One of the worst nightmares of the Republican National Committee is that Texas will someday become a swing state or even a blue state. In order to prevent that from happening, Gov. Greg Abbott and the Republican majority in the state legislature have been aggressively pushing a voter suppression bill. Never Trump conservative and El Paso native Olivia Troye, who now heads the Republican Accountability Project, slams that bill in an article published by The Bulwark on July 15 — stressing that it isn't about "election integrity," but is shameless "grift" on the part of the Texas GOP.
Troye has no problem with Texas being conservative, but she considers herself a "John McCain Republican" and has been a blistering critic of Trumpism. And Troye, who worked in former Vice President Mike Pence's office before rebelling over then-President Donald Trump's COVID-19 response and endorsing Joe Biden in the 2020 election, obviously believes that Texas Republicans should win based on ideas — not suppressing votes via Texas House Bill 3 or Texas Senate Bill 1.
"From the governor's mansion down to the statehouse floor, the Republican push for these unnecessary, bad-faith bills is a three-layer grift," Troye warns. "At the first level of the grift, SB 1 and HB 3 are all rooted in the Big Lie that Donald Trump won the 2020 election. Republicans are channeling Elmer Fudd, searching for voter fraud that doesn't exist."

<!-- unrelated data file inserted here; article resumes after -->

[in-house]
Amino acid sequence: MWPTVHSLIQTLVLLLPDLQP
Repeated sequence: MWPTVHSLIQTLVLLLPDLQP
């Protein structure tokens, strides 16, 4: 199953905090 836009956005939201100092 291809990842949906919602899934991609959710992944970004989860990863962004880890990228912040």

Troye goes on to say that "the second layer of the grift emanates from the governor's mansion."
"Greg Abbott's political aspirations are no secret," Troye writes. "He's prepared for a tough reelection campaign by cobbling together a $55 million war chest, in part by adding $19 million in the last ten days of June alone — just after he announced he would call the legislature into special session to consider, among other measures, SB 1 and HB 3."
According to Troye, the "third grift" of SB1/HB3 "serves Texan legislators like Bryan Hughes, the Republican state senator who has led the charge for 'election integrity' in Austin and authored SB 1."
Troye explains, "Formulating bad policy to solve nonexistent problems is a surefire way to ward off a challenge from the right. It's red meat for a ruby-red base, and by helping legislators like Hughes serve it up, Abbott can win allies. But while SB 1 and HB 3 may be effective for campaigning and feeding the frenzy of Fox News, they have the unusual distinction of being politically costly — at least, potentially so — and bad policy."
Politically, Texas is a complex state. Although Texas is light red, it isn't deep red like Wyoming, Idaho, Nebraska, Alabama or Mississippi. In 2020, Trump defeated now-President Joe Biden by 6% in Texas compared to 30% in Idaho and 43% in Wyoming. Moreover, Democrat Beto O'Rourke narrowly lost to Sen. Ted Cruz in Texas' 2018 U.S. Senate race.
Democrats are still struggling in statewide races in Texas, but not as badly as they did during the 1990s or 2000s. And if Democrats can greatly increase voter turnout in Democrat-friendly urban centers like Houston, Austin, Dallas, El Paso and San Antonio, it will not be good news for the Republican Party.
Troye, who voted for Biden, believes that Republicans should win in Texas by having good ideas — not making it harder to vote.
"The Lone Star State's absentee voting laws are already among the strictest in the country," Troye observes. "SB 1 and HB 3 even ban the use of drop boxes, a tried and tested practice that helped many Americans vote at the height of the COVID-19 pandemic. Republicans in Arizona, Michigan, Pennsylvania, and elsewhere are watching. They are preparing their next salvo of attacks on the electoral process and are gearing up for grifts of their own. Are we ready?"